But the problem isn’t limited to Trump.  Our “president”  (I’m sorry, but I refuse to refer to him as president without adding scare quotes for irony) has surrounded himself with a cabinet full of people as entitled-acting and seemingly lacking in human empathy and devoid of conscience as he is.   If they are not sociopathic themselves, they are enabling cowards who keep making excuses for Trump’s horrible behavior and the toxic, abusive things he says.   Some seem like programmed robots with no minds of their own, and others actually seem terrified to ever criticize or disobey him.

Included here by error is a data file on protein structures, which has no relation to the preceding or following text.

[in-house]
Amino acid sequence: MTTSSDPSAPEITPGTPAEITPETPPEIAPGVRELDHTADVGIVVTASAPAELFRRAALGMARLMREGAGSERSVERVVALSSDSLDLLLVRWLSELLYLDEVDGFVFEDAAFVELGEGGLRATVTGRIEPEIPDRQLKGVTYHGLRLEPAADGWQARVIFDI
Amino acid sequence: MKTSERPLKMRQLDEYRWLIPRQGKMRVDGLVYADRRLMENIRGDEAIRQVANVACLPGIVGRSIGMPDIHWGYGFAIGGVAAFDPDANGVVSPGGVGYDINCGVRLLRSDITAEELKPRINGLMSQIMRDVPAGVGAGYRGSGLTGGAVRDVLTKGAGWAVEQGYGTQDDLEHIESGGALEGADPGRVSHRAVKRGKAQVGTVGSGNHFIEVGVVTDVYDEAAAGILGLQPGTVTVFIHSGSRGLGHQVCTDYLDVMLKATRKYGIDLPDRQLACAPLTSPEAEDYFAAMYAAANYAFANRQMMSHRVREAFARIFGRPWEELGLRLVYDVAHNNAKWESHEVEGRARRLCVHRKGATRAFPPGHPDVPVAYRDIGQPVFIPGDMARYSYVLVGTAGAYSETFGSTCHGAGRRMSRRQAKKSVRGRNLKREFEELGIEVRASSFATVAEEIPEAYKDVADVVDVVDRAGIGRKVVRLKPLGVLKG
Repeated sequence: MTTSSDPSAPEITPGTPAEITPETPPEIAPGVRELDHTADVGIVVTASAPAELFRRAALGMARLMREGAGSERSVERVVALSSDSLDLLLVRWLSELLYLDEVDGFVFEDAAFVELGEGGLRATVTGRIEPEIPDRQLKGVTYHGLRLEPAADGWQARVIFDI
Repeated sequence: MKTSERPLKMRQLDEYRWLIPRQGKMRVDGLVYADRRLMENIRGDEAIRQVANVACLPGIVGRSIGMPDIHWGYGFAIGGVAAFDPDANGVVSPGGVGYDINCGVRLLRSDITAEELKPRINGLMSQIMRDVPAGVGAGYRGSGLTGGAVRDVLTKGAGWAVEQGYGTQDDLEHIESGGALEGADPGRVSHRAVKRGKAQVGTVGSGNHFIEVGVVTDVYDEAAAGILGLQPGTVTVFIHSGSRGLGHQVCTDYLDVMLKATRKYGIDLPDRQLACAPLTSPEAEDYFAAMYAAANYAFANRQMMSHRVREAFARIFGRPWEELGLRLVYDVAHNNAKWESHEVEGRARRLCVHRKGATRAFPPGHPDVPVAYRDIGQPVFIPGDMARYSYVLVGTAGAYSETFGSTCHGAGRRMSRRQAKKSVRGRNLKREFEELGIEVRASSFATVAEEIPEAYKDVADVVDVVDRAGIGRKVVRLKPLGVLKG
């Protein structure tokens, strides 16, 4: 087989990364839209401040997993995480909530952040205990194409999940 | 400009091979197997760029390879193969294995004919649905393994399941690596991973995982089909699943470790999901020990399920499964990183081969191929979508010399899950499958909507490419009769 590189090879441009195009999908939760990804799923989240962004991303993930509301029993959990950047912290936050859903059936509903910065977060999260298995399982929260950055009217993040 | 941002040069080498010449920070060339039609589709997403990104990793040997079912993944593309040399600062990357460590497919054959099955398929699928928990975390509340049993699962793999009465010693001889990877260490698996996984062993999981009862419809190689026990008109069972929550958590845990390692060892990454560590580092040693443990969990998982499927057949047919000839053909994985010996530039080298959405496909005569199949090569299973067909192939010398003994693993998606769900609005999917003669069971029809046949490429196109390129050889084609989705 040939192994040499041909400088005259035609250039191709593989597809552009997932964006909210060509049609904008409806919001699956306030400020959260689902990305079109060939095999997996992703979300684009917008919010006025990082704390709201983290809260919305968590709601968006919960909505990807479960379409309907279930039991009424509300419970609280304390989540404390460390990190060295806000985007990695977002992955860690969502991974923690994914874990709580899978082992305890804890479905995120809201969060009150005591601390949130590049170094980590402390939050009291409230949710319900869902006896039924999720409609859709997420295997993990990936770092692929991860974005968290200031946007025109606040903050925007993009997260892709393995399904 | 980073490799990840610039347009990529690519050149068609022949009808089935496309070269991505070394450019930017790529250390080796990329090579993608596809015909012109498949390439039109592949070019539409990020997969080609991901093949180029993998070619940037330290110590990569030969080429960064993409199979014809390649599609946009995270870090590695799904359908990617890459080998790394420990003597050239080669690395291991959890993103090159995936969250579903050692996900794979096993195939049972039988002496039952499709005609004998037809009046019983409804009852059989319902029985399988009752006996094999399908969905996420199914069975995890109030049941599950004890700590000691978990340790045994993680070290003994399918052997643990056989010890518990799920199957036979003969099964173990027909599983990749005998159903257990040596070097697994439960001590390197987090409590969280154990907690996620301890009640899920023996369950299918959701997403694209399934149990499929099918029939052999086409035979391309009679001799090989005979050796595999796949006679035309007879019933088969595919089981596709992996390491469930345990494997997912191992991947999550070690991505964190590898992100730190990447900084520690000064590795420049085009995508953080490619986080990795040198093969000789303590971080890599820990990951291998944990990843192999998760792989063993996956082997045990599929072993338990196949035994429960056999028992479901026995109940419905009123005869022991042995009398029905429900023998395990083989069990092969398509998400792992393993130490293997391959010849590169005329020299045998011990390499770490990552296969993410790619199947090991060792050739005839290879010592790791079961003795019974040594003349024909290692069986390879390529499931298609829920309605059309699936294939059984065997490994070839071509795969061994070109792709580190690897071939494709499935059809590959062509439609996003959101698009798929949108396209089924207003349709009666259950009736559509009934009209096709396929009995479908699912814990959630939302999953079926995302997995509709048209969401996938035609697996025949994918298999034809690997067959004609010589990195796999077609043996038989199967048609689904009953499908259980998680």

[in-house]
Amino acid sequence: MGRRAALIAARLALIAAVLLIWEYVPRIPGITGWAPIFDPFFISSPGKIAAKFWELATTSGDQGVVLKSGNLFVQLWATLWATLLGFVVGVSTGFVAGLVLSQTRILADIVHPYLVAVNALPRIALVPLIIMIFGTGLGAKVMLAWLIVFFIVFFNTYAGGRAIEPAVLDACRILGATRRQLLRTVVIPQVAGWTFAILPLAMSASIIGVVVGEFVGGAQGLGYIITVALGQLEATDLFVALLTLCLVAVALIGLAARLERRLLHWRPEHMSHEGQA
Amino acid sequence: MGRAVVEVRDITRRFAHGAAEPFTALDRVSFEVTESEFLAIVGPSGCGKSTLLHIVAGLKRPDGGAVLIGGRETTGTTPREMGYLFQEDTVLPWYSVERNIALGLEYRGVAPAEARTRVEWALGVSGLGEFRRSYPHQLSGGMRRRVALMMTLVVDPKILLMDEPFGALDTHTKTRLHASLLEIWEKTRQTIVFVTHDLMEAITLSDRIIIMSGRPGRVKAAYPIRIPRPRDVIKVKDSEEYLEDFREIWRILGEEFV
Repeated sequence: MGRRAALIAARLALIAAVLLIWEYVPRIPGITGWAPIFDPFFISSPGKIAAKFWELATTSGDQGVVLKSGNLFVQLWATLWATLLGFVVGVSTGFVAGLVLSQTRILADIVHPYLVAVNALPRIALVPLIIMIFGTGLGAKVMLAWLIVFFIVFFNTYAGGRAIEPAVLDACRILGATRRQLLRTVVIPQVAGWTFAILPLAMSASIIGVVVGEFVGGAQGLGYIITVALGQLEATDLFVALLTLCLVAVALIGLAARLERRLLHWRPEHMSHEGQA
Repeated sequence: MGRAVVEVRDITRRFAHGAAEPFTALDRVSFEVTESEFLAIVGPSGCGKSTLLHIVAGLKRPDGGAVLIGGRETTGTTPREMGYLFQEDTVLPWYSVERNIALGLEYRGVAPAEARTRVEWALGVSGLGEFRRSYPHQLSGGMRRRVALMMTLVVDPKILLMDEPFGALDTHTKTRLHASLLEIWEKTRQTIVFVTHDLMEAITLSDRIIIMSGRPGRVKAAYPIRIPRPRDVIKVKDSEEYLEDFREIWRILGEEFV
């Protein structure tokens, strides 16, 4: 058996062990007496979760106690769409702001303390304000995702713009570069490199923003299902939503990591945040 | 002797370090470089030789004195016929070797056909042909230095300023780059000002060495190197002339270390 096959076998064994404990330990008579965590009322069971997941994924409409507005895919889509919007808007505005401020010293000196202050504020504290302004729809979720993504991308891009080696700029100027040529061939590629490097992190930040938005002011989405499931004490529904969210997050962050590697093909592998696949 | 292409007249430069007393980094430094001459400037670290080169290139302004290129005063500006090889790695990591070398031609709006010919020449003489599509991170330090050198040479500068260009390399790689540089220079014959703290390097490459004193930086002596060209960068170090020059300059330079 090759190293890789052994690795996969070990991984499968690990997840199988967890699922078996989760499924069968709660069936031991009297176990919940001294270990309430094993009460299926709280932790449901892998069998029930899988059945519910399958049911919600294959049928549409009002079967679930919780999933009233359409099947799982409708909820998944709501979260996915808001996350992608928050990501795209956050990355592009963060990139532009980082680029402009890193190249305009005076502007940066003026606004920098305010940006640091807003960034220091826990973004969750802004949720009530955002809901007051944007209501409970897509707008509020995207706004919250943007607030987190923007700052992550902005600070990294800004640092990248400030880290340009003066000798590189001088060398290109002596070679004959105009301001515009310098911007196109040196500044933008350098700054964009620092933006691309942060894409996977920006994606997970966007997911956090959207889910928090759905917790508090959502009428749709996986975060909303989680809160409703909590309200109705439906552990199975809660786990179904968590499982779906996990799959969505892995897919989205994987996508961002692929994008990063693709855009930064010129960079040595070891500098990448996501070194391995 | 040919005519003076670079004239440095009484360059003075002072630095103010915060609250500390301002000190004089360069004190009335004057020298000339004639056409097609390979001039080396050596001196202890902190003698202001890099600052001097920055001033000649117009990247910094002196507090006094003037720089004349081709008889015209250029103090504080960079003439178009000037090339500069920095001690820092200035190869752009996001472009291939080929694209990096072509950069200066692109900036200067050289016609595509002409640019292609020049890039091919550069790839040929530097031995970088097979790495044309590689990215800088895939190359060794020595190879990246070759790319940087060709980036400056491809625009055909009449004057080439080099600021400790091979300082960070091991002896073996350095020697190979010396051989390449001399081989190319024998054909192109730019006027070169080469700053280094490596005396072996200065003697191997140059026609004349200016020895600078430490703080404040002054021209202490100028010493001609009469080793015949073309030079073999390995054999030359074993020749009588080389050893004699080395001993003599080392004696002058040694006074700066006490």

As for Trump’s pathologically loyal supporters, they really do seem unreachable.   No amount of logic, facts, reason, or even appealing emotionally to their “better angels” seem to move them.   Like Manson’s young followers who continued to defend Manson’s evil behavior and insane beliefs even to the point where they were willing to murder on his behalf, to his supporters, Trump really could “shoot someone on 5th Avenue” and they would not budge from his side.    When presented with facts — even outright proof that their views are wrong — I’ve noticed a tendency for Trump supporters to double down on their pro-Trump beliefs (for example, if science has found that climate change is real, they will tell you that scientists are liars or are misinformed).   Much more so than his opponents, Trump supporters seem to resort to personal attacks or angry outbursts, and, when that fails, they will cut you off from further discussion, even blocking you on social media so they don’t have to engage with you further or have their views challenged.